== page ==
August 21, 2015

Tiger enters weekend at Wyndham in tie for lead

For weeks, Tiger Woods has insisted his game is progressing and that he isn’t far from putting it together. There has been more evidence of that this week in the Wyndham Championship at steamy Sedgewood Country Club in Greensboro, N.C.

Competing in the tournament for the first time, the 39-year-old Woods backed up a 6-under-par 64 in Thursday’s opening round with a 65 on Friday. He now shares the lead with Tom Hoge at 11-under 129.

“It’s just part of the process,” said Woods, who owns 79 career victories on the PGA Tour, but is winless since 2013.

The last time he led or shared the 36-hole lead at a PGA Tour event was at the 2013 WGC-Bridgestone Invitational, which he won.

Tiger didn’t officially commit until Monday and needs a win this week to clinch a berth in the first FedExCup playoff event next week. He’s done a nice job of staying in the present.

“I just have to take it a day at a time,” he said. “I came here to win the tournament. Right now I’m in good shape.”

It marked the sixth time in Tiger’s career he has started a PGA Tour event by shooting consecutive rounds of 65 or better, the last coming at the 2007 TOUR Championship. He won the previous five.

With course conditions firming up after early-week rain, players had to adjust their strategy on Friday. Woods learned that the hard way on the par-4 first hole, when his 2-iron off the tee traveled more than 280 yards and he three-putted for a bogey from 21 feet.

“We were all surprised,” he said, referring to playing partners Brooks Koepka and Hideki Matsuyama. “The greens are getting faster.”

Followed by another huge gallery in 85-degree heat, Woods two-putted the par-4 second hole for par, then hit a nice tee shot to the 171-yard, par-3 third and buried the six-foot birdie putt.

Tiger hit a quality approach shot to the par-4 fourth, but just missed a 10-foot birdie attempt. At the 529-yard par-5 fifth, he drove into the left rough, but caught a good lie and knocked his second shot just left of the green, the ball releasing off a bank and trickling nine feet short of the pin. Woods thought he made the eagle putt, the ball burning the right edge, but settled for a two-putt birdie.

He failed to convert another good opportunity at the par-4 sixth, then dropped a stroke at the par-3 seventh, where his tee shot sailed long and he failed to get up and down, leaving his flop shot 15 feet from the hole. But once again, Tiger rebounded quickly with a nice birdie at the short par-4 eighth, flagging his approach shot from 111 yards about three feet from the pin.

Woods hit another beautiful approach shot to the par-4 ninth, the ball finishing nine feet from the hole. Tiger read the putt perfectly and the ball was dead-center but stopped one revolution short of the cup, Woods reacting with disbelief. He still made the turn in 1-under 34.

Unlike Thursday, when players used the lift, clean and place rule due to soggy conditions, they played it down on Friday. Tiger just missed the par-4 10th green with his second shot, catching the right fringe, and did well to two-putt, holing a five-footer for par.

At the par-4 11th, Tiger found the fairway and hit another solid approach shot but was unable to convert his birdie try, leaving it just inches short of the hole. But Woods nearly dunked his tee shot at the 208-yard, par-3 12th, just missing an ace, and polished off the six foot birdie putt.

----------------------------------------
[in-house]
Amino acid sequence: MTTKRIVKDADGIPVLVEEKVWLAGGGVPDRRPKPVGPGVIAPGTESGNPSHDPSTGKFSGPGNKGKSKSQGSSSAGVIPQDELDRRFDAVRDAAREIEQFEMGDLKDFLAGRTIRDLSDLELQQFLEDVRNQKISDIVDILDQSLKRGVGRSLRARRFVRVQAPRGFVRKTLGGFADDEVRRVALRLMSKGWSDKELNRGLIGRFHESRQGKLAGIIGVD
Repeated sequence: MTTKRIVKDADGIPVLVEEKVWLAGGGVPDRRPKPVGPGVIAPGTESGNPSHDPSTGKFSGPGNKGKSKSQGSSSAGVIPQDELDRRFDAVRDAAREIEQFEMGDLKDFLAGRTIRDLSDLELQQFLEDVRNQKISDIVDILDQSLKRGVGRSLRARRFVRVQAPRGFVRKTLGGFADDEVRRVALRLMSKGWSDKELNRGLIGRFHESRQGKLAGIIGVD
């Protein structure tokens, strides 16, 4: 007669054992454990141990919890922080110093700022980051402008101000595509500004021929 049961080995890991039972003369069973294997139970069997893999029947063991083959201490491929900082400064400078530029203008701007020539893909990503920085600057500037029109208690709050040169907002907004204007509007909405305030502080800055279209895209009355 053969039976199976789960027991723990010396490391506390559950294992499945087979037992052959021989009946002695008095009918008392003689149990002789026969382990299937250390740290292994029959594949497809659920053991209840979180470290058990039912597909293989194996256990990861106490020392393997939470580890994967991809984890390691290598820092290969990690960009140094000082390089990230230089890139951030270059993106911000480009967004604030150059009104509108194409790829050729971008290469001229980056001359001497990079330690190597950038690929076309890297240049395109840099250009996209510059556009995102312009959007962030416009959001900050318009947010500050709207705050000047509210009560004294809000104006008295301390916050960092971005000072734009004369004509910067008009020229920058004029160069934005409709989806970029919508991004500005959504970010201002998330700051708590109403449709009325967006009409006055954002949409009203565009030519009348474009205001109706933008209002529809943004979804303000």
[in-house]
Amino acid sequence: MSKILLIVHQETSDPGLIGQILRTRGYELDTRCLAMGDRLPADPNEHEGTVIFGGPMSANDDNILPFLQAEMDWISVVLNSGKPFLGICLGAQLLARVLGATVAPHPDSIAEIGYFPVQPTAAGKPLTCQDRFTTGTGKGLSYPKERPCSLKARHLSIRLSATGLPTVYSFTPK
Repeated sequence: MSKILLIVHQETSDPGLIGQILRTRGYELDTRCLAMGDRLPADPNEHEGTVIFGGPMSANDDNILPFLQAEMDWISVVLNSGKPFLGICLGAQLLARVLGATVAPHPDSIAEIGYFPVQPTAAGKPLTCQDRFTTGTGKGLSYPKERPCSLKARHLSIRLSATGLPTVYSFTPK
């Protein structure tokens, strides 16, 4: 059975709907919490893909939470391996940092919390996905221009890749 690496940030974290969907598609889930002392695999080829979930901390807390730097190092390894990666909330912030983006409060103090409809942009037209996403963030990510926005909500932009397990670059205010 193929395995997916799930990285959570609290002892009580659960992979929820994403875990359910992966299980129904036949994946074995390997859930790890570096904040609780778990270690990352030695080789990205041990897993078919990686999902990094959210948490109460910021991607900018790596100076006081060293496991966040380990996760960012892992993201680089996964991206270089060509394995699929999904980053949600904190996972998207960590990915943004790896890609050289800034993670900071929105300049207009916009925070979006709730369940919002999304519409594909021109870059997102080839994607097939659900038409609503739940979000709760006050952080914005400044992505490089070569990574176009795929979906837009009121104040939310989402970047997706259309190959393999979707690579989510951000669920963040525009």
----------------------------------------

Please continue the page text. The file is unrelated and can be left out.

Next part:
With the fans urging him on, Tiger split the fairway at the par-4 13th, then lofted his approach from 130 yards 24 feet right of the pin. Faced with a big-breaker from right to left, he judged it perfectly and the ball found the bottom of the cup, the crowd roaring its approval.

At the par-4 14th, Woods drove into the left rough and had 164 yards to the green. He muscled his second shot 39 feet from the hole and had to sink a ticklish three-footer to save par.

Tiger blasted a 313-yard drive down the fairway at the 545-yard, par-5 15th and was left with 228 yards to the green, guarded by water on the right. From there, he faded a gorgeous 4-iron just left of the pin and the ball came to rest nine feet left of the hole. Woods stroked the speedy eagle putt perfectly and it disappeared into the cup for an eagle to earn him a share of the lead at 11-under with Tom Hoge. Once again, the fans erupted and a smiling Tiger tipped his hat.

At the downhill 169-yard, par-3 16th, Woods came up short of the green with a 9-iron, just clearing a bunker. He executed the testy uphill chip shot beautifully, the ball settling two feet right of the pin for an easy par save.

Tiger found the fairway at the 406-yard, par-4 17th, then hit his second shot 19 feet below the hole. He gave his birdie attempt a bold run, catching the right side of the cup, and the ball slid five feet past. Woods finished it off for a par.

At the 507-yard, par-4 18th, Tiger drove into the left rough and had 176 yards remaining to the green. He flushed his second shot over the top of the pin, but the ball wound up 27 feet above the cup. Faced with a quick, downhill, left-to-right putt, Woods hit it softly and the ball immediately dove right, settling three feet from the hole. He knocked it in to preserve a share of the lead.

On the day, Tiger hit eight of 13 fairways and 15 of 18 greens. After using 17 putts on the front nine, he needed only 13 on the back and finished with 30.

“It was a grind today,” Woods said. “I wasn’t quite as sharp as I was yesterday and couldn’t keep my irons below the hole. I hung in there with my speed.”

 An estimated 25,000 spectators came out Friday, the majority following Woods, Koepka and Matsuyama.

“Incredible,” said Tiger. “The people here have been fantastic. They’ve been so supportive.”

 Woods and Hoge will tee off in the final twosome Saturday afternoon at 2 p.m.